The European Commission should disclose documents relating to the U.K.’s mass online surveillance activities, European ombudsman Emily O’Reilly has said.
The draft recommendation follows a complaint made last year by a German journalist, who asked the Commission for access to documents relating to British activities exposed by NSA whistleblower Edward Snowden. The documents included correspondence between the justice commissioner at the time, Viviane Reding, and the British foreign secretary at the time, William Hague, as well as a letter from Reding’s office to the U.K.’s permanent representative to the E.U., and letters from citizens to the Commission asking for the espionage to be investigated.
Snowden’s revelations exposed a great deal about the tactics of GCHQ, the U.K.’s equivalent to the NSA, from using criminal-style methods to attack activists to manipulating what people see online to tapping core internet connections around the world.
The Commission tried to argue that Hague’s letter to Reding was from a third party, so disclosure would therefore require that party’s permission. The U.K. authorities did actually agree to the disclosure of this letter, a large chunk of which was a publicly available speech given by Hague in the U.K. parliament — but the Commission refused to disclose the letter anyway.
As for the other documents, the Commission said it could avoid disclosure because the letters’ exposure may undermine an ongoing investigation. However, public interest is supposed to provide an override in such cases, and the Commission based its claim on the idea that public interest was not sufficiently high this time around.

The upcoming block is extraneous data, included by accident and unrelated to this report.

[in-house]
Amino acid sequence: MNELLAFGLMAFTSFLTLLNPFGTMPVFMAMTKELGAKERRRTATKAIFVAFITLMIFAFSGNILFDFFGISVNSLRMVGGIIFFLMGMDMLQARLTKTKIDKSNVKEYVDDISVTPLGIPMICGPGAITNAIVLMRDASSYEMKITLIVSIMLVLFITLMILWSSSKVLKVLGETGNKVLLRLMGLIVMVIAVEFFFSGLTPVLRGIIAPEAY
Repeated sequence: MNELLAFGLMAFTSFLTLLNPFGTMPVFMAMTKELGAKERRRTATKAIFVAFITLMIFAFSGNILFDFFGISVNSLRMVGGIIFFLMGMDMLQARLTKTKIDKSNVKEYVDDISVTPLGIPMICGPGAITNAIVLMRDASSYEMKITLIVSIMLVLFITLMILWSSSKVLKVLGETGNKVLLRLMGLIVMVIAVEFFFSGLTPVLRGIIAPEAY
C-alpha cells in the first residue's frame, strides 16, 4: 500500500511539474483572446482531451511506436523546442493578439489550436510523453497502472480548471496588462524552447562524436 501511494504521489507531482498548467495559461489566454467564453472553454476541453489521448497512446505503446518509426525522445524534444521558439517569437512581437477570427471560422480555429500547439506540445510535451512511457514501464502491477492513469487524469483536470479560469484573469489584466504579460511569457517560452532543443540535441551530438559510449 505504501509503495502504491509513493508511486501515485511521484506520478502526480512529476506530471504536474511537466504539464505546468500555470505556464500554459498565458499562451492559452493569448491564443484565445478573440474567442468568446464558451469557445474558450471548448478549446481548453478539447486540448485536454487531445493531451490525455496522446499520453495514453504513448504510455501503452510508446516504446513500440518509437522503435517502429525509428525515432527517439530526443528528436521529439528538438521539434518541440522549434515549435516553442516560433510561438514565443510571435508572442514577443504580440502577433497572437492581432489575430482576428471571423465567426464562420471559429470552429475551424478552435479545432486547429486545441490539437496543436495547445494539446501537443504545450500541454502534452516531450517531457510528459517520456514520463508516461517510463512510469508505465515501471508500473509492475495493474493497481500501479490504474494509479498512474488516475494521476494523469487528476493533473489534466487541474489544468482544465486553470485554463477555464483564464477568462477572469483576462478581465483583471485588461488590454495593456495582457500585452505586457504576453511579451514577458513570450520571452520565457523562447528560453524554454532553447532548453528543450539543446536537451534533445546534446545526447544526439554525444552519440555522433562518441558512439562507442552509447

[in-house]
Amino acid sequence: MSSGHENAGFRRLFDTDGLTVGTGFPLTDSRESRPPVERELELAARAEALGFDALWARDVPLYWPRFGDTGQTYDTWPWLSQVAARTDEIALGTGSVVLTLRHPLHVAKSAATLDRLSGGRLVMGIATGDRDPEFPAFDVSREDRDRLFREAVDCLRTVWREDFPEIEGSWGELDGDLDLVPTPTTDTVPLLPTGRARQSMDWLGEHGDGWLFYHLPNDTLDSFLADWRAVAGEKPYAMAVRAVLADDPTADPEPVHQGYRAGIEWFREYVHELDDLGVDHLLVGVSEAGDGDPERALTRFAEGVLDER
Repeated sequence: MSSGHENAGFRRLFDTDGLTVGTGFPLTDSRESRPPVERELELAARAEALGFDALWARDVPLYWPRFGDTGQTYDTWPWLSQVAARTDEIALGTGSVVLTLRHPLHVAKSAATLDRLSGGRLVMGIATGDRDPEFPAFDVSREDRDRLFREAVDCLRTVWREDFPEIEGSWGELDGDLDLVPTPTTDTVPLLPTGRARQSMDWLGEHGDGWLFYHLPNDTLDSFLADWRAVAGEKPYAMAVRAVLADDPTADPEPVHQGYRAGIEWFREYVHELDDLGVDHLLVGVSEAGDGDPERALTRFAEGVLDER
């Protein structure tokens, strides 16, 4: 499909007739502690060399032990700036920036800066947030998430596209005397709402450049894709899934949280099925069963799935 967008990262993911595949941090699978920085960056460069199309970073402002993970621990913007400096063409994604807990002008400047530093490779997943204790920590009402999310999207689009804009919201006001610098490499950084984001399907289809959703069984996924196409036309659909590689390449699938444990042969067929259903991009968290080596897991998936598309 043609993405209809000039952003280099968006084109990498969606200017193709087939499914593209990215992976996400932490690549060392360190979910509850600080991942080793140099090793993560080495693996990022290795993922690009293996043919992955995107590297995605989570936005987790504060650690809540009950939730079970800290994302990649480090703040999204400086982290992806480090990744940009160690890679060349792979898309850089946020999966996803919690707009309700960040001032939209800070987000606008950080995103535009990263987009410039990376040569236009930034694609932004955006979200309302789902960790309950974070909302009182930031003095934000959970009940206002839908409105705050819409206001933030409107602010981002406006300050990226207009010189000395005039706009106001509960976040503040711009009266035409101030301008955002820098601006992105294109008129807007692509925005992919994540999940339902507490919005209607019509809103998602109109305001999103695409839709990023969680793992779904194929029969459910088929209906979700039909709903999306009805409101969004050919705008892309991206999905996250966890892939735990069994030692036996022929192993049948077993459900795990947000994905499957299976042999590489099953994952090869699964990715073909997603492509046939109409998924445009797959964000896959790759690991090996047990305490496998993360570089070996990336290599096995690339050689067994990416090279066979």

O’Reilly examined the relevant documents and agreed that the letters sent by the Commission “were covered by the general presumption that disclosure could potentially undermine the protection of the purpose of its investigations.” However, she pointed out, the complaining journalist was right to say that “millions of EU citizens were possibly affected, and the underlying issue had led to a wide-spread political and international debate on this topic.”
In other words, vaguely saying there’s insufficient public interest doesn’t cut it in this case. So O’Reilly recommended that the Commission should definitely grant the journalist access to Hague’s letter, and should also grant access to the other documents unless it can come up with a good reason not to.
The Commission now has until the end of this year to come up with a “detailed opinion” on the matter, hopefully explaining that it’s accepted the recommendation and detailing how it has implemented it.